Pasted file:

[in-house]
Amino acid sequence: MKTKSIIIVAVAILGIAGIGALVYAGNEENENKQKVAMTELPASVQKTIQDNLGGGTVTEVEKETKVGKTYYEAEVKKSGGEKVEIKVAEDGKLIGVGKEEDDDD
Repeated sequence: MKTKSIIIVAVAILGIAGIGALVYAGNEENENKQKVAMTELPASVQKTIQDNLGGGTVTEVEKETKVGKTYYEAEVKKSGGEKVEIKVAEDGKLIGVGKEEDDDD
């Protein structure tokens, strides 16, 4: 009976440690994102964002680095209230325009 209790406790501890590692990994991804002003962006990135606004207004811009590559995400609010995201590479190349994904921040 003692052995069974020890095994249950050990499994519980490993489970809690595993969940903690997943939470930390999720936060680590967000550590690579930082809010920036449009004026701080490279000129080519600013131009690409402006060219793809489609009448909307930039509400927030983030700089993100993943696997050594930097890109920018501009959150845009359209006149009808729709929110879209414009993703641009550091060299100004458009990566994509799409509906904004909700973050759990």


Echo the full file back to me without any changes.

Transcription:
[in-house]
Amino acid sequence: MKTKSIIIVAVAILGIAGIGALVYAGNEENENKQKVAMTELPASVQKTIQDNLGGGTVTEVEKETKVGKTYYEAEVKKSGGEKVEIKVAEDGKLIGVGKEEDDDD
Repeated sequence: MKTKSIIIVAVAILGIAGIGALVYAGNEENENKQKVAMTELPASVQKTIQDNLGGGTVTEVEKETKVGKTYYEAEVKKSGGEKVEIKVAEDGKLIGVGKEEDDDD
């Protein structure tokens, strides 16, 4: 009976440690994102964002680095209230325009 209790406790501890590692990994991804002003962006990135606004207004811009590559995400609010995201590479190349994904921040 003692052995069974020890095994249950050990499994519980490993489970809690595993969940903690997943939470930390999720936060680590967000550590690579930082809010920036449009004026701080490279000129080519600013131009690409402006060219793809489609009448909307930039509400927030983030700089993100993943696997050594930097890109920018501009959150845009359209006149009808729709929110879209414009993703641009550091060299100004458009990566994509799409509906904004909700973050759990």